Holidays: Workers who are required to work on a legal holiday are entitled to double pay in addition to their regular pay.
- Annual/ Vacation leave: After one year of employment with a company, employers must provide employees with six paid annual vacation days, increasing by two days each subsequent year until the entitlement reaches 12 days after the fourth year of service. Thereafter, annual leave increases by two additional days for every five years of employment.
Employees are entitled to a 25 percent premium above their regular salary for vacation pay.
- Sick leave: 60 percent of an employee’s regular wage, is paid from the fourth day of the illness for up to 52 weeks, which Social Security Institute (IMSS) may extend for another 26 weeks.
- Paid parental leave: Pregnant employees are entitled to six weeks of paid maternity leave prior to giving birth and six weeks after, paid by IMSS. In most cases, mothers may opt to transfer up to four weeks of leave from before the pregnancy to after it (e.g. taking two weeks of leave before the due date of the baby and 10 weeks after baby’s born instead of six weeks before and six weeks after).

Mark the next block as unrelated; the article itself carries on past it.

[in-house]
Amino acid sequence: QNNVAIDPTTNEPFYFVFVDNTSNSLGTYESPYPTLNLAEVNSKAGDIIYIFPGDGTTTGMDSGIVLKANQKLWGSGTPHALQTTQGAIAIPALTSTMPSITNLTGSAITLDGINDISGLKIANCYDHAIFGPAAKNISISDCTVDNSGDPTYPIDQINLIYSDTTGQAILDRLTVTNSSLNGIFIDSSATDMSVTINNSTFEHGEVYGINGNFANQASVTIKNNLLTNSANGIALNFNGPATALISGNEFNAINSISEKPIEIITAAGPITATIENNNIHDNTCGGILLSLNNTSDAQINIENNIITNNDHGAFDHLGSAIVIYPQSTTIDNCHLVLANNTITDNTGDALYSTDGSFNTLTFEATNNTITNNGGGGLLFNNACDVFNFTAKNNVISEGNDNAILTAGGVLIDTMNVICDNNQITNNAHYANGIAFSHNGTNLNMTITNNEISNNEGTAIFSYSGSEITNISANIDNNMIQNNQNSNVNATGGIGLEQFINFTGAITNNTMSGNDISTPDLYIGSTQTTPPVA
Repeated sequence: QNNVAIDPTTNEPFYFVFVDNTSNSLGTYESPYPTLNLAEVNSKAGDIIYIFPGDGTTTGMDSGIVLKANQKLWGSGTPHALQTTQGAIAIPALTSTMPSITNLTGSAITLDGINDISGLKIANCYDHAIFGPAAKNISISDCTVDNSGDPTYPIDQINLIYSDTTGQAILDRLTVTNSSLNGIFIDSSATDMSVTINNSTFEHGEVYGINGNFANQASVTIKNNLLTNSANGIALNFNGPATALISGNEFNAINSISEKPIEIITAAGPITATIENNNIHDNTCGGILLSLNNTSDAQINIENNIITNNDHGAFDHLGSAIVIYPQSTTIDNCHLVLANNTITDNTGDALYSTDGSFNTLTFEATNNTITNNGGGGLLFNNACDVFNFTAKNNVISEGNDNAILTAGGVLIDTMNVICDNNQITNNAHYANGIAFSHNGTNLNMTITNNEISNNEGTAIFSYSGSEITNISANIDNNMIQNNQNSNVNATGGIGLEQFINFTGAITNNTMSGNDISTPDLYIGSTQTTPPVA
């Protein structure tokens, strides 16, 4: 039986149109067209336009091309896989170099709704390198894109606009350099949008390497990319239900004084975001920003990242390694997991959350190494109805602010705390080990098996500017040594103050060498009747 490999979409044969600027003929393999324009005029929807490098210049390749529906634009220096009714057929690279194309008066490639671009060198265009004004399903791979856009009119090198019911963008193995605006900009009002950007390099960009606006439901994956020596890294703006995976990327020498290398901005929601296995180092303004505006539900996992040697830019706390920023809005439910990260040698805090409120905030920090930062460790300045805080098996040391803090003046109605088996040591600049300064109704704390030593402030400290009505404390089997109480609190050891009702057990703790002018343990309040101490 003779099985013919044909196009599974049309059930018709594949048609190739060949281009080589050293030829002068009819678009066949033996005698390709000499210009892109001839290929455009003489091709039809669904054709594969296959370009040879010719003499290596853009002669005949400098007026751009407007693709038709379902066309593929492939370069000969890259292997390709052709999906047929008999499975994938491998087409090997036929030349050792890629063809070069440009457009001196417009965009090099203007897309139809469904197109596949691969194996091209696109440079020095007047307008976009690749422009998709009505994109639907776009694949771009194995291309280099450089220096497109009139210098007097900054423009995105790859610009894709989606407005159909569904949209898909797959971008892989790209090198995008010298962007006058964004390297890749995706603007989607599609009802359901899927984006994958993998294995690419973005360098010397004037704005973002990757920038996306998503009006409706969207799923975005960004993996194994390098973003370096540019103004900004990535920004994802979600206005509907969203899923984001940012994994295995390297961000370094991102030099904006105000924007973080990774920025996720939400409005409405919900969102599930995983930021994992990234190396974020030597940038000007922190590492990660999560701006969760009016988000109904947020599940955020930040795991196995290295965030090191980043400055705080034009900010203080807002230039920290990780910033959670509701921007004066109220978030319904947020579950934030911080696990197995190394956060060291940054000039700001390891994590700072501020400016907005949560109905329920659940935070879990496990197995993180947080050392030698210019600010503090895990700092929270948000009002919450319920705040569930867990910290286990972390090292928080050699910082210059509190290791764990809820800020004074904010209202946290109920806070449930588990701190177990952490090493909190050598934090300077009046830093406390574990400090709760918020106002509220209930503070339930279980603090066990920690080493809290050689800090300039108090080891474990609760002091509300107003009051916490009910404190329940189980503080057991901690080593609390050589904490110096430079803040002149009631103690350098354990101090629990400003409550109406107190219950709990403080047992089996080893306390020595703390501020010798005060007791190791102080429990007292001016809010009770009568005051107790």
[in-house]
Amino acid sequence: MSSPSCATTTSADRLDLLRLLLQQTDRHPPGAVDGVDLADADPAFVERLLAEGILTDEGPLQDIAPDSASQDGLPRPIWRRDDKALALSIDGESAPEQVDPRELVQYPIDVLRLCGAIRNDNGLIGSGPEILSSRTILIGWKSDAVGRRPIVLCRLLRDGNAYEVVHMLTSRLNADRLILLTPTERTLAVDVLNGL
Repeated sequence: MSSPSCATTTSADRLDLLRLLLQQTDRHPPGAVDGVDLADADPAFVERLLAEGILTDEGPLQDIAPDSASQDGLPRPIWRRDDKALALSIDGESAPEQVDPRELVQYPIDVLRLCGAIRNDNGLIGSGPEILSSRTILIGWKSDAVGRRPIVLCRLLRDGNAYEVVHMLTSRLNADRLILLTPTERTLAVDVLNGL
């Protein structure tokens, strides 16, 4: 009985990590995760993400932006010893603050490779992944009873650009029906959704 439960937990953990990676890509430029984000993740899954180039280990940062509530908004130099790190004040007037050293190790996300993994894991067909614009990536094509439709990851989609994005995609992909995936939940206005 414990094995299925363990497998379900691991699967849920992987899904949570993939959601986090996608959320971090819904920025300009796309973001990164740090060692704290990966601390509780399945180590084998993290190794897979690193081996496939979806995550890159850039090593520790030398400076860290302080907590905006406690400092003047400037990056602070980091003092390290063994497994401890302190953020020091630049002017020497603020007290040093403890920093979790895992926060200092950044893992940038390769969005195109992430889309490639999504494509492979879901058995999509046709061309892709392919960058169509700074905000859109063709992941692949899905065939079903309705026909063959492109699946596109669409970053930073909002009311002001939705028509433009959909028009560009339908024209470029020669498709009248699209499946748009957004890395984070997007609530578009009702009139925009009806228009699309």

New fathers are entitled to five days of leave for the birth of a child or adoption of a child.
When an employee returns to work after maternity leave, she is entitled to two half-hour rest periods a day to feed her baby. Employers can fulfill this obligation by reducing the shifts of eligible female workers by one hour each day.
Wage Payment: Wages must be paid every week to employees in positions of manual labor and every 15 days for all other employees. Wages generally are paid on a Saturday.
Bonuses and Special Benefits:
- Obligatory Private Retirement and Old Age Insurance Funds:
Employers are required to contribute to private retirement and old age insurance accounts of employees who did not have a government retirement pension account prior to July 1, 1997 or opted out of the government account and into the private account.
The rates and thresholds for contribution to private retirement funds are calculated based on a employee’s base contribution salary. More information on taxes to fund social benefits in Mexico is available in the Social Taxes section.